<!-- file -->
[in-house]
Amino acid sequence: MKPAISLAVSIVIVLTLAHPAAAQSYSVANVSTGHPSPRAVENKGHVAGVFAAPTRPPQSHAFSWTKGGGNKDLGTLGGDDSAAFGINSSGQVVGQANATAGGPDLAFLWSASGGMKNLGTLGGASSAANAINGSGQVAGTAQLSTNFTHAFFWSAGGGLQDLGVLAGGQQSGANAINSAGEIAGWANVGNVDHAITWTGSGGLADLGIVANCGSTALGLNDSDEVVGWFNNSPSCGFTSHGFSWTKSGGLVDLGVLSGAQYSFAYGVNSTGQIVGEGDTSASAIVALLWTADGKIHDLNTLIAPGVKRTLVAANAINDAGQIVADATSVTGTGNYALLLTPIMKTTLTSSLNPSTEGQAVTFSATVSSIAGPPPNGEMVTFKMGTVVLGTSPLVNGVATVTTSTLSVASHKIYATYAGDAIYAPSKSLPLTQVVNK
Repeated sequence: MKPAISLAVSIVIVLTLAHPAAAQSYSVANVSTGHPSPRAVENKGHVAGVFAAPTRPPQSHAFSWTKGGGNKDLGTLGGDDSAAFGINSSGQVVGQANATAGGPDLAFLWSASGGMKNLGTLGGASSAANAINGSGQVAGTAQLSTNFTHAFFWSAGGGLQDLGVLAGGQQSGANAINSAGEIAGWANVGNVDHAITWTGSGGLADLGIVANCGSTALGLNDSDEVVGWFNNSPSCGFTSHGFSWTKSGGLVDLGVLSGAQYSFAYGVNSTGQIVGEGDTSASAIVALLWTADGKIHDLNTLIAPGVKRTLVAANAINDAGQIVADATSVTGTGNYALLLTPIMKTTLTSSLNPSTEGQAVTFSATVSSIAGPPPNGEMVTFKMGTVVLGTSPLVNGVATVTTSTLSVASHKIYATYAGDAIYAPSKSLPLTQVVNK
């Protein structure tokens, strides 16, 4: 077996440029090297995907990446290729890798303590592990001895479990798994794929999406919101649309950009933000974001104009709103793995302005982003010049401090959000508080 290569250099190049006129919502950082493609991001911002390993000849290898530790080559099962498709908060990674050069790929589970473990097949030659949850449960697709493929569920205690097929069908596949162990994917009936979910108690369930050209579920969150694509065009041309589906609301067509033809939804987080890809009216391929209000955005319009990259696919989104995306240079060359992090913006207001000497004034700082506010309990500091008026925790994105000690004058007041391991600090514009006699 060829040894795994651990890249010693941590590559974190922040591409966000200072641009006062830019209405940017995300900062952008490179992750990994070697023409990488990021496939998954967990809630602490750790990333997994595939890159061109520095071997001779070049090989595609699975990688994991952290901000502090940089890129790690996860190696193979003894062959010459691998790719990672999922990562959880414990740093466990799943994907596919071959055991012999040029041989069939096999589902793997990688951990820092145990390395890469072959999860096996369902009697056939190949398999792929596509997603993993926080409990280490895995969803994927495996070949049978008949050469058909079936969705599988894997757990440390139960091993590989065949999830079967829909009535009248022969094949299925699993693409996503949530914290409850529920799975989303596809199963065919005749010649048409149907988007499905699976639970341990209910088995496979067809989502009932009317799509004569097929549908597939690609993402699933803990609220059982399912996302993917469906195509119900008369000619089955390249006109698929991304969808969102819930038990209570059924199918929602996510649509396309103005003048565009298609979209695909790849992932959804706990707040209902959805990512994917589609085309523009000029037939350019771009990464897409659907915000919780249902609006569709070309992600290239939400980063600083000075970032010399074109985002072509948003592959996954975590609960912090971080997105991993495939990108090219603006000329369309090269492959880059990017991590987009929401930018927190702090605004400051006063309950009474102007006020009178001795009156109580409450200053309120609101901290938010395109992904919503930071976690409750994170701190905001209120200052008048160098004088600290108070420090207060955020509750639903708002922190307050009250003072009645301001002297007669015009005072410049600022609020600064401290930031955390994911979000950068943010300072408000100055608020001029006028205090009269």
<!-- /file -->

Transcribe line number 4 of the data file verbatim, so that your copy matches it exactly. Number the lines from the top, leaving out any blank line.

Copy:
């Protein structure tokens, strides 16, 4: 077996440029090297995907990446290729890798303590592990001895479990798994794929999406919101649309950009933000974001104009709103793995302005982003010049401090959000508080 290569250099190049006129919502950082493609991001911002390993000849290898530790080559099962498709908060990674050069790929589970473990097949030659949850449960697709493929569920205690097929069908596949162990994917009936979910108690369930050209579920969150694509065009041309589906609301067509033809939804987080890809009216391929209000955005319009990259696919989104995306240079060359992090913006207001000497004034700082506010309990500091008026925790994105000690004058007041391991600090514009006699 060829040894795994651990890249010693941590590559974190922040591409966000200072641009006062830019209405940017995300900062952008490179992750990994070697023409990488990021496939998954967990809630602490750790990333997994595939890159061109520095071997001779070049090989595609699975990688994991952290901000502090940089890129790690996860190696193979003894062959010459691998790719990672999922990562959880414990740093466990799943994907596919071959055991012999040029041989069939096999589902793997990688951990820092145990390395890469072959999860096996369902009697056939190949398999792929596509997603993993926080409990280490895995969803994927495996070949049978008949050469058909079936969705599988894997757990440390139960091993590989065949999830079967829909009535009248022969094949299925699993693409996503949530914290409850529920799975989303596809199963065919005749010649048409149907988007499905699976639970341990209910088995496979067809989502009932009317799509004569097929549908597939690609993402699933803990609220059982399912996302993917469906195509119900008369000619089955390249006109698929991304969808969102819930038990209570059924199918929602996510649509396309103005003048565009298609979209695909790849992932959804706990707040209902959805990512994917589609085309523009000029037939350019771009990464897409659907915000919780249902609006569709070309992600290239939400980063600083000075970032010399074109985002072509948003592959996954975590609960912090971080997105991993495939990108090219603006000329369309090269492959880059990017991590987009929401930018927190702090605004400051006063309950009474102007006020009178001795009156109580409450200053309120609101901290938010395109992904919503930071976690409750994170701190905001209120200052008048160098004088600290108070420090207060955020509750639903708002922190307050009250003072009645301001002297007669015009005072410049600022609020600064401290930031955390994911979000950068943010300072408000100055608020001029006028205090009269």